Commissioner of Competition continues to pursue second-generation cooperation agreements: Recent developments

  • June 09, 2017
  • Subrata Bhattacharjee and Gregory McLean


The international antitrust community has witnessed a recent expansion of so-called second-generation cooperation agreements between national competition authorities. The key distinguishing feature of these agreements (as opposed to their first-generation counterparts) is that they authorize the signing authorities to exchange confidential information without obtaining consent from the source of that information. Globally, second-generation agreements were first entered into between Australia and the United States in 1999, and then between Scandinavian countries in 2001. In 2013, the number of agreements further expanded: New Zealand-Australia and European Union-Switzerland agreements were entered into in 2013, and an Australia-Japan agreement was entered into in 2015.Footnote1

Canada is also pursuing second generation cooperation. The Commissioner of Competition  has entered into two such agreements – one with the New Zealand Commerce Commission on April 12, 2016Footnote2, and another with the Japan Fair Trade Commission on May 11, 2017.Footnote3 He has also announced that negotiations with European authorities for second-generation cooperation are underwayFootnote4, and the pursuit of these agreements was cited as a priority for the Competition Bureau in its 2017-2018 Annual Plan.Footnote5 The Commissioner’s position is that his authority to disclose information without the consent of its source stems from section 29 of the Act, which permits him to disclose information “for the purposes of the administration or enforcement” of the Act.Footnote6

It is worth comparing the terms of the two second-generation agreements entered into by the Commissioner.

The NZCC and JFTC agreements

Information provided by Immunity/Leniency applicants

Generally speaking, the NZCC and JFTC agreements authorize the Commissioner to disclose to the other authority “any information in [his] possession or control” without the consent of the source of that information.

The JFTC agreement, however, expressly prohibits authorities from disclosing “information obtained under an application for immunity or leniency” without that applicant’s consent. While this express carve-out is encouraging for immunity/leniency applicants, it is notably absent from the agreement with the NZCC. Nevertheless, this carve-out is likely implied, as the NZCC agreement requires the Commissioner to provide information in accordance with his “policies, guidelines, or practices.” Because the Bureau’s guidelines indicate that information provided by an immunity/leniency applicant will not be disclosed to a foreign agency without the applicant’s consent, disclosure to the NZCC of an applicant’s information in the absence of a waiver would not be expected.

It is unclear why the NZCC and JFTC agreements are different in this respect, but the inclusion of express carve-out language in future agreements would enhance certainty and predictability for prospective program applicants. Further, in any revised program documents published by the Bureau following its review of its immunity/leniency programs, it is expected that the Bureau will have to clarify its policy with respect to waivers of confidentiality in light of existing and future second-generation agreements.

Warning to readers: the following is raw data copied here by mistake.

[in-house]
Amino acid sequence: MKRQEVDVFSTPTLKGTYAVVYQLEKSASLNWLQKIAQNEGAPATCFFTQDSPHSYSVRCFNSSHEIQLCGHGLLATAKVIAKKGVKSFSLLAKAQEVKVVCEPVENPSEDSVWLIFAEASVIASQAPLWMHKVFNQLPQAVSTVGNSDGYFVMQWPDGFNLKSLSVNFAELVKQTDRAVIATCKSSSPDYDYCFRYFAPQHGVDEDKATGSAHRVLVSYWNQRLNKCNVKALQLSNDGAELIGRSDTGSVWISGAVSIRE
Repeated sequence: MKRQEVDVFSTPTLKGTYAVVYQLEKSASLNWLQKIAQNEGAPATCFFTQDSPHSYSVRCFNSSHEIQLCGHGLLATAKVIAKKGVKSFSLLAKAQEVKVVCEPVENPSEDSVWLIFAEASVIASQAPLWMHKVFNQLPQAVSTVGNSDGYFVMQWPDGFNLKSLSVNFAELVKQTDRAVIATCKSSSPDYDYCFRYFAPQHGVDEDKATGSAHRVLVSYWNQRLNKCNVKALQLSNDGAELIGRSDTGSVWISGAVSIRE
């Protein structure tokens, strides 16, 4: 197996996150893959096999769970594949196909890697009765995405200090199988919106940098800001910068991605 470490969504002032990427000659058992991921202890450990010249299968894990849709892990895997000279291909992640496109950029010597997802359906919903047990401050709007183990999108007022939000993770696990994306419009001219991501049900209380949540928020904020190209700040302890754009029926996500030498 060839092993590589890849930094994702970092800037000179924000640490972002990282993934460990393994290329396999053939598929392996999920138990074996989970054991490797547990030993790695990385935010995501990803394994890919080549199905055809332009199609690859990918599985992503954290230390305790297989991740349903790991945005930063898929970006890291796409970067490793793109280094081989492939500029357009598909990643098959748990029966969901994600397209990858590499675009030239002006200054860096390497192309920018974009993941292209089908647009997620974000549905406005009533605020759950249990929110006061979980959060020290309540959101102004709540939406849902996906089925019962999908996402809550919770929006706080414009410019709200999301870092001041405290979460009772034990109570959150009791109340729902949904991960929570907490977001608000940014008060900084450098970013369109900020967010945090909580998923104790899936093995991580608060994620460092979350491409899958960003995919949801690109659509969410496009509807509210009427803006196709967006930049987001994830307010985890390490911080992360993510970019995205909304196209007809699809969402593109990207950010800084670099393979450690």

Privileged information

Another notable difference between the Commissioner’s agreements with the NZCC and JFTC is that the former contains express protections for privileged information, while the latter does not. To be more specific, the NZCC agreement provides that where privileged information is shared, the sharing authority will not be regarded as having waived that privilege (a non-waiver provision) and the recipient will treat information confidentially and (to the fullest extent possible) refrain from further disclosing the information without the sharing authority’s consent. The JFTC agreement does not contain an equivalent provision.

While the laws of privilege in New Zealand and Japan may differ, any future agreement that governs disclosure of information by the Commissioner (which may be protected in Canada from disclosure to third parties on public interest privilege grounds) to foreign authorities should include a non-waiver provision. Even if non-waiver protections are implied, the express inclusion of such protections would provide greater comfort to potential cooperants under the Bureau’s immunity/leniency programs.

Going forward

Though agencies find second-generation cooperation agreements to be a useful addition to existing methods of coordination and information gathering with foreign counterparts, significant issues remain to be considered. From a practical perspective, the most recent second-generation initiatives come at a time when the Commissioner is also considering significant changes to the Canadian immunity and leniency programs. The interaction between those programs (and in particular, treatment of confidential information and use of waivers) and second-generation cooperation should obviously be considered. Further, there are substantive differences between second-generation agreements, which means that each agreement needs to be reviewed on its own terms, as evidenced by the differences between the Commissioner’s agreements with the NZCC and JFTC. At a time when stakeholders are keenly concerned about maintaining the attractiveness of the Bureau’s immunity and leniency programs, consideration of such issues remains vital.

Subrata Bhattacharjee and Gregory McLean are with Borden Ladner Gervais LLP